Jake “The Snake” Roberts on Wrestling, Comedy, and His ‘Unspoken Word Tour’

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Even if your older brother wasn’t into ’90s pro wrestling, you’ve probably heard of Jake “The Snake” Roberts. It’s hard to miss a six-foot-six growly monster that carried a giant snake around with him everywhere. After a falling out with WWE in the late ’90s and an ensuing struggle with injuries and addiction, he’s made an amazing recovery thanks to yoga and clean living. His journey has been well-chronicled in the 2015 documentary currently on Netflix, The Resurrection of Jake the Snake. Now healthy once again, Jake’s on tour telling road stories with comics across North America. Jake and I spoke about some of the parallels between comedy and his wrestling days, perfectionism, and some hilariously disturbing backstage wrestling stories.

When you were just starting out as a pro wrestler, did the physical skills come first, or the mic skills? You were great on the mic and famous for your whispery promos, but what came easier to you?

The physical aspect. Making that contact. Ah, I loved that. Learning how to do it right took time… but again you look at the interview aspect and you gotta have that. I was very blessed to be able to do what I could do with the mic, and that makes it so much easier for me to do these road stories. It just rolls off my tongue. I don’t have to think about it and I don’t write stuff down.

Were there guys who helped you out with promos early on?

No. I did it on my own. Nobody else was doing it the way I did. I was unique in that way. Everybody else was yelling and screaming and I wasn’t.

Have you worked with any comedians to work on the stories for the tour?

No, I’ve just gone and done it on my own again. I travel with a great comedian by the name of Alex Ansel. I’m picking up stuff from him whether I know it or not.

Who were some of the funnier wrestlers backstage back in the day?

Oh, Goldust was pretty funny backstage. [Hacksaw Jim] Duggan. [Mr.] Fuji was pretty funny backstage, in a sick way. He did some really weird stuff to people. Really mean stuff.

Like what?

Well, there were two guys who were disrespecting him, and he wound up cooking their dog and feeding it to them as a meal.

Yeah, that’s pretty mean.

Yeah. That was pretty good.

You worked with Andre the Giant for a brief time. Do you have any Andre stories?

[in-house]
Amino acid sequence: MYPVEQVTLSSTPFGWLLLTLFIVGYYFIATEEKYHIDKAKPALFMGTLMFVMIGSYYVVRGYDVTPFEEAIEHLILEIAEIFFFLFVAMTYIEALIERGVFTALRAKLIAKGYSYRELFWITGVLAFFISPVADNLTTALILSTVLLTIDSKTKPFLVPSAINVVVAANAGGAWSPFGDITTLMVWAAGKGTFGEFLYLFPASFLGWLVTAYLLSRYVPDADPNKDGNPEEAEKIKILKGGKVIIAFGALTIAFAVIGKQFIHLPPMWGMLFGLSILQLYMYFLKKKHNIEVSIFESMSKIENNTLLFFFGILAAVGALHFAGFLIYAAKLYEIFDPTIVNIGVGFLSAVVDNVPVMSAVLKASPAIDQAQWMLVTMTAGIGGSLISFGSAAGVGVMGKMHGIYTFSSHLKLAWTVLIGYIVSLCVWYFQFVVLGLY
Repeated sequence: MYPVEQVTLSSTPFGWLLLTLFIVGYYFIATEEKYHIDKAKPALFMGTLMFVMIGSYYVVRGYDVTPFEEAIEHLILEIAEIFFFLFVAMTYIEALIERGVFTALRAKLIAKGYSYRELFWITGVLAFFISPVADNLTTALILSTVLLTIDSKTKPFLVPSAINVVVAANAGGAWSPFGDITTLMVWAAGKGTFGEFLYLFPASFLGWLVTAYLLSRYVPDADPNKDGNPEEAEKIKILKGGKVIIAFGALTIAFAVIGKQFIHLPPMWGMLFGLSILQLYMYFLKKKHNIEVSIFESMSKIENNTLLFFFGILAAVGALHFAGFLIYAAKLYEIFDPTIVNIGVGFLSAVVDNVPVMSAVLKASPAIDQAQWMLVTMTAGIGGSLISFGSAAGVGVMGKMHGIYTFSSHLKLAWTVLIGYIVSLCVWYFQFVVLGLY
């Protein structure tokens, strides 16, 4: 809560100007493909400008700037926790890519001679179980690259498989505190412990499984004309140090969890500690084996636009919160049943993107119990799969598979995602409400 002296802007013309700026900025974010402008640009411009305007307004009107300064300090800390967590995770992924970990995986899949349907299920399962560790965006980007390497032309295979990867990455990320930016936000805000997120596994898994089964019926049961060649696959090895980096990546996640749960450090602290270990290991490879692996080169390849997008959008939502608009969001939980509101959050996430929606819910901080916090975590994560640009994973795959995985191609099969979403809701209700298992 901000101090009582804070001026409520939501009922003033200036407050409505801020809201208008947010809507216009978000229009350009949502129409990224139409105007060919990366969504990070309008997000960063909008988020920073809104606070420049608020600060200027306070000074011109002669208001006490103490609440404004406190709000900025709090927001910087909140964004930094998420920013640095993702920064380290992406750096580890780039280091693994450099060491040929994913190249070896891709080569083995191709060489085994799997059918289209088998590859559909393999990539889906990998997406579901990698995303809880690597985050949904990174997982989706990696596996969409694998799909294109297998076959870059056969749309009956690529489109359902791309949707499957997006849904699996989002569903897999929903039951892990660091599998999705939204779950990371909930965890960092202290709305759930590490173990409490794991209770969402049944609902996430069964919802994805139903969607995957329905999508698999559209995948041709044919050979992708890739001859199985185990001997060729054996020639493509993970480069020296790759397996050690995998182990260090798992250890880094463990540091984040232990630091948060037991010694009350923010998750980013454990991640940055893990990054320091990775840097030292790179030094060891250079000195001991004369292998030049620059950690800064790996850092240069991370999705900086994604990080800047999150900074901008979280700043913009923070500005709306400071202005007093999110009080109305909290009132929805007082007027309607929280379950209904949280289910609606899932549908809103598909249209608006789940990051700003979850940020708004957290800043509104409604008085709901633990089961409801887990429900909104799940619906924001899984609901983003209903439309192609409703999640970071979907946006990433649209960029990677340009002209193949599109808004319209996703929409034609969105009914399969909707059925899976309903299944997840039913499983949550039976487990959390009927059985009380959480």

Well, he sat on me and farted one time, it lasted about 40 seconds. Longest fart I’ve ever heard. I thought for a moment when he got off of me that I had a wine stain on my arm, but I think it was just a birthmark…I couldn’t get up, hell he was almost 550 pounds, I couldn’t move his ass.

You carried a giant snake out with you every match, even though you weren’t a big snake fan.

No, I can’t stand them. Terrified of them.

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Do you think that type of gimmick would fly today?

Yeah, if it was done right. There are a lot of guys out there that have great characters but aren’t doing them right. We can all make our product better. I was told by an old timer that if you ever felt like you had the perfect match you should go back to the locker room, take your tights off, put them in a pile, and light them on fire. Burn them and never go back in the ring. The day you quit learning is the day it’s over.

You’ve been on tour for about a month now. How’s it going so far?

It’s going great man, I’m having a blast. What a great job, to call it that — to tour the world and talk about old times, think about old buddies I used to hang with. Sharing it with people is awesome, and watching their reactions is so much fun.

Is it bringing you back to your old wrestling days, when you were on the road all the time?

It is. All the memories are flooding back in, things that I had forgotten. In the beginning I was kind of like “Oh my God, I hope I have enough material to do one or two shows,” and now I’ve got six or seven shows that I can do. The response is so unbelievable. I’ve been trying to help other people that are struggling with addiction, with alcoholism…I encourage everybody to start reaching out because there are too many people falling to the wayside, too many families get busted up, too many kids without fathers or mothers. It doesn’t have to be that way, we just have to make some changes and help each other out.

Your story is really uplifting. Congratulations on going through all that and getting sober, we’re all really happy for you.

I appreciate it. It was tough to lay it all out there but the time comes to make that decision if you want [the documentary] out there or not, and I said hell yeah let’s do it. Somebody else is suffering through what I did. A lot of people reached out to say “Hey man, thanks for the help, my dad is back at home now, mom and dad are back together,” and that feels so good.

Your wrestling persona was more serious, but you always had a sense of humor — even in the documentary you were able to joke about your addiction in some of the heaviest moments.

Yeah, sometimes you gotta laugh to keep from crying, right?

You can find all of Jake’s upcoming tour dates here.

Mark Kramer is a writer, comedian & human boy from Staten Island, New York, but please don’t hold that against him.

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